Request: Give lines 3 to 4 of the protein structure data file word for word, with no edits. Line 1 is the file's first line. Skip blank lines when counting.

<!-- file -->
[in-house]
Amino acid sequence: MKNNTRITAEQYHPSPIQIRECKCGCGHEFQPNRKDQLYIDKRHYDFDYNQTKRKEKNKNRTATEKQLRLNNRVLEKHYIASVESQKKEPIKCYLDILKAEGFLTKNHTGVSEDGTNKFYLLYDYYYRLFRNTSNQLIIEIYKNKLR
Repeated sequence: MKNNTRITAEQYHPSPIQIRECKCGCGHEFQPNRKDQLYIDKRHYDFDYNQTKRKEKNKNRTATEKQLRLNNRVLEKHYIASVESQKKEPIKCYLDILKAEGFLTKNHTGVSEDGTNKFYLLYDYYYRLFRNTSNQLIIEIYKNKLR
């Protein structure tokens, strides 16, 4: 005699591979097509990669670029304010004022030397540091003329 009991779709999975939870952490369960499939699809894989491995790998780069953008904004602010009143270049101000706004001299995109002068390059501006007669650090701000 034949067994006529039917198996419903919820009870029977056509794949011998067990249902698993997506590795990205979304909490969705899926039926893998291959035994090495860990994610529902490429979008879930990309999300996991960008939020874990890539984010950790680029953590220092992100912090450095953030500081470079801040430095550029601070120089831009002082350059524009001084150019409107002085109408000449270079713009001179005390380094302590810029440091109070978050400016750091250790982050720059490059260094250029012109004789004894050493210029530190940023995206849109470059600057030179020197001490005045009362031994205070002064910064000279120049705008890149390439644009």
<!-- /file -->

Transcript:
Repeated sequence: MKNNTRITAEQYHPSPIQIRECKCGCGHEFQPNRKDQLYIDKRHYDFDYNQTKRKEKNKNRTATEKQLRLNNRVLEKHYIASVESQKKEPIKCYLDILKAEGFLTKNHTGVSEDGTNKFYLLYDYYYRLFRNTSNQLIIEIYKNKLR
């Protein structure tokens, strides 16, 4: 005699591979097509990669670029304010004022030397540091003329 009991779709999975939870952490369960499939699809894989491995790998780069953008904004602010009143270049101000706004001299995109002068390059501006007669650090701000 034949067994006529039917198996419903919820009870029977056509794949011998067990249902698993997506590795990205979304909490969705899926039926893998291959035994090495860990994610529902490429979008879930990309999300996991960008939020874990890539984010950790680029953590220092992100912090450095953030500081470079801040430095550029601070120089831009002082350059524009001084150019409107002085109408000449270079713009001179005390380094302590810029440091109070978050400016750091250790982050720059490059260094250029012109004789004894050493210029530190940023995206849109470059600057030179020197001490005045009362031994205070002064910064000279120049705008890149390439644009």